“And time will tell you, to stay by my side, to keep on trying, ’til there’s no more to hide”

Finally, “Of Angels and Angles” by The Decemberists:



“Here’s a hand to lay on your open palm today”

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6 Responses to Music Monday – Remedial Love Edition

  1. Kristi February 13, 2012 at 2:58 pm #

    That was very honest. I think looking at love can be found at loving children. The pure and honest emotion of loving them, worrying about them, worried FOR them.. even when they behave like little jerks. 🙂 However when I examine that statement, while you know they do love you – you have to grow up with them and reach the point where they finally realize you are a ‘real’ person, with flaws. I remember reaching that point of looking at my own parents and saying, hmm… they are not infallible.

    But to put that on true love between two adults, well… yes, it’s hard and can be ugly. It can also be easy and perfect.

    I think everyone is different. (Is that a cop out?) 🙂

    • David February 18, 2012 at 10:43 pm #

      Everyone being different isn’t a cop out, it’s kind of life. Thank you for your comment. I think our children’s love for us is beautiful, and pure in ways that we can’t recreate. That is because of their innocence, but I don’t think that makes it less valid…you know? It’s just a totally different thing, like you said.

      I like the idea that loving someone is like loving your kids, you can do it even when they take a crap on you (literally and figuratively). That’s a beautiful goal.

      I think Easy and Perfect comes out of not being afraid of Hard and Ugly.

  2. Sarah February 14, 2012 at 8:56 am #

    You’re very depressing! You sound like me. :p Except just a different angle of “depression” (read: realism) in relation to love. I like your writing and I’m glad you’re able to open up and be honest for the entire internet to see. It’s quite refreshing and therapeutic, isn’t it?

    • David February 18, 2012 at 10:45 pm #

      Hahaha. Sorry to bring you down. Thank you for your comment. I wasn’t actually expecting any replies to this post.

      Not really. Opening up and being honest is terrifying and unpleasant, but I’ve spent years not reflecting my genuine self, and I’m not going to do that anymore.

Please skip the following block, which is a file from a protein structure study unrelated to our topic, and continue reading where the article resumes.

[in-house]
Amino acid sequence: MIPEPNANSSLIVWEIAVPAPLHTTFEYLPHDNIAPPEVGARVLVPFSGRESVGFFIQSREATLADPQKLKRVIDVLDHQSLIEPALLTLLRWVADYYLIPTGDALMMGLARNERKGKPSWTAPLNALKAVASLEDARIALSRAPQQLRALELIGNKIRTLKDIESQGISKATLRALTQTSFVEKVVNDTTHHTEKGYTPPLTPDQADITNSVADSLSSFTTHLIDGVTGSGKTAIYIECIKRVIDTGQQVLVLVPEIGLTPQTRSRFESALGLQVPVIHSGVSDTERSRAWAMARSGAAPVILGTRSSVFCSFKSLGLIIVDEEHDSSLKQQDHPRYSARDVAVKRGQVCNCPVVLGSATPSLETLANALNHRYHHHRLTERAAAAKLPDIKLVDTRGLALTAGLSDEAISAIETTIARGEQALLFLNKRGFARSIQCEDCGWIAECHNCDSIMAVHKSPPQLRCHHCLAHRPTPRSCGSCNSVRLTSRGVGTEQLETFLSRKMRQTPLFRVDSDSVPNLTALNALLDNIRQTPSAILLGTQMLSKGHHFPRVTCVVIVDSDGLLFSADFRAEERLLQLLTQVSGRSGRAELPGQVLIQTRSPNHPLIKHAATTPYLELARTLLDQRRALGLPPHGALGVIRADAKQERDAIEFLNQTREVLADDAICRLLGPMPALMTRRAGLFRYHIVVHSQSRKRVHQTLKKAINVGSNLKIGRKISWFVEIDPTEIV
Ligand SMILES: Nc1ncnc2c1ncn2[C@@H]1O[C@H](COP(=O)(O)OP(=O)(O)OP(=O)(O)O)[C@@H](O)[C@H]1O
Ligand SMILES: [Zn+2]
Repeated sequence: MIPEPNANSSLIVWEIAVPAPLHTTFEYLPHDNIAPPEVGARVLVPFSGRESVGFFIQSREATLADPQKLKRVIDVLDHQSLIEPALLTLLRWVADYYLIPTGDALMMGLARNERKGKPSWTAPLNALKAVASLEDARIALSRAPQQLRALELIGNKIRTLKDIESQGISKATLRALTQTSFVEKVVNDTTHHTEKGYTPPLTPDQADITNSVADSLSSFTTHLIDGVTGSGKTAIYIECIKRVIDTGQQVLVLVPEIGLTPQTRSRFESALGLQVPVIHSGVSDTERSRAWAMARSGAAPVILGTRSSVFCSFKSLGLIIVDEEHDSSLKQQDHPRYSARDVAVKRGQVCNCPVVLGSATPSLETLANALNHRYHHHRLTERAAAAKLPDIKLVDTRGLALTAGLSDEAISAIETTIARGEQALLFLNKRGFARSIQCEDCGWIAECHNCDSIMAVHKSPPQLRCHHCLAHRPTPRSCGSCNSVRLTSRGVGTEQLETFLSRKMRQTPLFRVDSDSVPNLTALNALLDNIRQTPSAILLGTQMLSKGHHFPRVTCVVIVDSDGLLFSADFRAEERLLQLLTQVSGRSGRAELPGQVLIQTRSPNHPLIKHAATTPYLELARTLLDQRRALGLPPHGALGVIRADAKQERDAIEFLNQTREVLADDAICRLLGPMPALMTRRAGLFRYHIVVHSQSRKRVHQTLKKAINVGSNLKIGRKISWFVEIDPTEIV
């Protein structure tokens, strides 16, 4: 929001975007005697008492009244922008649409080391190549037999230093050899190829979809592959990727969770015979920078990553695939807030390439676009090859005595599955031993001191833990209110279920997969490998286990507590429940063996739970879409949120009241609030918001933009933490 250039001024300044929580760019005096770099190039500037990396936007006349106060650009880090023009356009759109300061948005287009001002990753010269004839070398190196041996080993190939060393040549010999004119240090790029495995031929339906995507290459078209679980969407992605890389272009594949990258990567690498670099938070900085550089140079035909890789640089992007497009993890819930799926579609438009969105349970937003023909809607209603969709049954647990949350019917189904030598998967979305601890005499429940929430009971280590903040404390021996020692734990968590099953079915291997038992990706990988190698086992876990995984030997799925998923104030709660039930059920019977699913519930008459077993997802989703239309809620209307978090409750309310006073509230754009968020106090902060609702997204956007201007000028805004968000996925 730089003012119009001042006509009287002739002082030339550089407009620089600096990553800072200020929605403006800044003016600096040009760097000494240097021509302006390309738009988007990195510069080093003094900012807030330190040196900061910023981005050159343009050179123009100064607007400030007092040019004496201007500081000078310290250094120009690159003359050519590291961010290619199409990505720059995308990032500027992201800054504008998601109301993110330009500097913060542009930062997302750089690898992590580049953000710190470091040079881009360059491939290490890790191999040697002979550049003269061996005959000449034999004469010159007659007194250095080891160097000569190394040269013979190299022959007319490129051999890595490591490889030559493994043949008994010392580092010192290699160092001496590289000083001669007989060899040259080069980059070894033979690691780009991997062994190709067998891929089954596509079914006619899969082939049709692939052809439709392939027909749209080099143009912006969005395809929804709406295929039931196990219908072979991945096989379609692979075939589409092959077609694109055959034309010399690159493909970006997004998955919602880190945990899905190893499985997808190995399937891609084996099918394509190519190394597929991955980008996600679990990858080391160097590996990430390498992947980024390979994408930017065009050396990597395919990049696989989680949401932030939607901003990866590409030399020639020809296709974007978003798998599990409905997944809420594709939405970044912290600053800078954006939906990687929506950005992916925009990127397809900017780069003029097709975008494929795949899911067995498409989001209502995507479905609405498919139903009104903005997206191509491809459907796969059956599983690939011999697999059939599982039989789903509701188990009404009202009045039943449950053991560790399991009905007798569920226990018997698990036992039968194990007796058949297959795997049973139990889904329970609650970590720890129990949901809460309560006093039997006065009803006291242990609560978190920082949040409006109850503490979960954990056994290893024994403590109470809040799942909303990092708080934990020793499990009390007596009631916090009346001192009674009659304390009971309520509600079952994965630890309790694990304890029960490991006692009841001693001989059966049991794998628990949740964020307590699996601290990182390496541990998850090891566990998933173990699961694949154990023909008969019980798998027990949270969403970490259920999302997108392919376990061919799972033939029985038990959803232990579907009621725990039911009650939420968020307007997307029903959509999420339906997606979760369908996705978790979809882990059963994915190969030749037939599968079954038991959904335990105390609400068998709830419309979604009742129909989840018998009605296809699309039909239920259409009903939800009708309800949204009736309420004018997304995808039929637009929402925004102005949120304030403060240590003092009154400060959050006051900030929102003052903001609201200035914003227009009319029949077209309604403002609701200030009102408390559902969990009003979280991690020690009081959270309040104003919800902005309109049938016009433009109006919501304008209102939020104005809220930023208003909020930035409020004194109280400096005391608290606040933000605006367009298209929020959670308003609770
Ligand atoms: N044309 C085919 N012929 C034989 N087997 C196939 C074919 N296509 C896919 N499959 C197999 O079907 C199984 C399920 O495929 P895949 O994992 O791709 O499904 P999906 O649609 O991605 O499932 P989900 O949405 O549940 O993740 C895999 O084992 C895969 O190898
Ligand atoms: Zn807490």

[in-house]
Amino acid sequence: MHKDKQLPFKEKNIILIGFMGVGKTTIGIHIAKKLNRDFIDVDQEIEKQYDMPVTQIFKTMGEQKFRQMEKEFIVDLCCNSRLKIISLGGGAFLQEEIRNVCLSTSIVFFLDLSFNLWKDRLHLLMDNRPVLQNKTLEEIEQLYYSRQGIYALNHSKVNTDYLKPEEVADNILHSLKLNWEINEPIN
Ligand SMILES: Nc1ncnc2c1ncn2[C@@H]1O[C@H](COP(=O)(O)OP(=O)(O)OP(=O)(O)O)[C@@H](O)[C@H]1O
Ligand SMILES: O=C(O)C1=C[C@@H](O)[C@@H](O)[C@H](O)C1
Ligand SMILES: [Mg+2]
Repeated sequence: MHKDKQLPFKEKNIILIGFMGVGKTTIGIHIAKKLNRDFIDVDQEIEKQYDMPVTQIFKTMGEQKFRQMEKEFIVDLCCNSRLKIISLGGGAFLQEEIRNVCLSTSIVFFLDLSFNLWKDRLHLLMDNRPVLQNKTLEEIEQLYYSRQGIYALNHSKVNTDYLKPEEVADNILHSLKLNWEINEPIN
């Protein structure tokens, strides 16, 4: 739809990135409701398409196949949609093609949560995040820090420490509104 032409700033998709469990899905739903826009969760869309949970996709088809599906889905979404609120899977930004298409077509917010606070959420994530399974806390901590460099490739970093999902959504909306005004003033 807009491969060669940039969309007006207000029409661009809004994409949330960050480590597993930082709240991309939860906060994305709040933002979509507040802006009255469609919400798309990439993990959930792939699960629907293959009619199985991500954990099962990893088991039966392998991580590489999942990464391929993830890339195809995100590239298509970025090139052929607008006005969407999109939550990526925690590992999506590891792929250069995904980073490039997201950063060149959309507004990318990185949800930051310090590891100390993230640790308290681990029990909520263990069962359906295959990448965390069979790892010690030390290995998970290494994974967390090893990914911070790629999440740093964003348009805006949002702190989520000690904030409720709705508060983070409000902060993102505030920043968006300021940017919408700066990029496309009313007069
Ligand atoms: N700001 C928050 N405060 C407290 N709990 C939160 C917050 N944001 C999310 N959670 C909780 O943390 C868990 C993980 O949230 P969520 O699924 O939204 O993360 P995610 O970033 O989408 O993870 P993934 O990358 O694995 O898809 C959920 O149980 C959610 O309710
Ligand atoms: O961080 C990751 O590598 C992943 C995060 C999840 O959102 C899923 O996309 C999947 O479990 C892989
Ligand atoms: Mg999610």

It just feels like I’m being selfish, talking about stuff that’s so personal and that is only from my own viewpoint.

  3. Dad February 18, 2012 at 9:16 pm #

    Jean-Paul Sartre had a good *beginning* to a philosophy, or rather a good prep for starting to develop your own. Throw everything out first. Become an Existentialist…and then realize you’re on the “GO” square and now you have to start rolling the dice. And yeah, you’ve seen people play the game before, even played it yourself. But it never works out the same way twice even if only because *you* are never the same person twice.

    All that being said, after using Jean-Paul to clear the decks, but not getting stuck there with an empty ship is indeed useful, to a point. Which is a tidy way to dismiss nearly everything he said except this one thing I totally get now, and weirdly got watching my parent’s do it too. “Day labor, day labor” is what he called love. And he was right.

    And all that disney stuff is about hormones and brain chemicals. But you get closer and closer to grasping the shiny perfect soft-focus true love *only* as the decades pass. And day by day you labor to fill your daily quota with ore that’s more valuable than the dross…because the dross outweighs the gold dust by tonnes to the ounce.

    It’s kinds like that movie The Treasure of the Sierra Madre. Bogie is all hormonal about finding GOLLLD!!! And half way to the mountain he’s ready to give up because the search for gold is so hard. But just as he’s beginning to adapt to the hard hard work of hacking his way through the valley jungle…the arrive at the mountain. There the Old Man who Knows is dancing around on the unremarkable dirt insanely happy he’s found a rich find. The newbies think he’s nuts and he is.

    But, much encouraged they climb the mountain and achieve their goal…they have discovered a gold mine. Except that’s where the *actually* hard work begins. Up to now they’ve only just been hacking their way through bad dates. And the work of climbing the mountain is only just the thrilling part of *getting* married…courting, prep and honeymoon and newlywed year. Now..and only now, does Bogie begin to clue about how hard the day labor of hard rock mining.

    I am approaching the end of my second decade of marriage. The dark parts have killed us both. Mine have killed her more, of course, because if I m honest I was not nearly such a “catch” as she thought I was. And I was such a good liar she didn’t really get a clue how dark my darkness was for years and years. But now things are (he says sarcastically) so much easier.

    But now, gradually, and for the last 10 years or so the shiny soft-focus stuff has been eclipsing the “world as a hall of mirrors” thing we all stay so stuck in all our lives. I imagine now I will still be thinking way too much about me, being as I am the center of the Universe, than I will of my God, or my Wife, or my Son, or his Daughters.

    But now I can honestly say, the day labor aspect is becoming the familiar. the comfortable. Even if it’s no less difficult. And I pray I am learning to make it look as easy as my Dad made it look like loading his quota of 360,000 pounds of freight a day for 20 years. But I am glad I raised a son who has realized so young that love is awe-filled, and awful all at the same time.

    • David February 18, 2012 at 10:47 pm #

      I completely relate to everything you said. That center of the universe phenomenon works in funny ways.

      I love the awe-filled and awful turn of phrase.

      There are a lot of things that are easier than loving people and letting them love you, but there aren’t any things that are better.

      I love you, dad.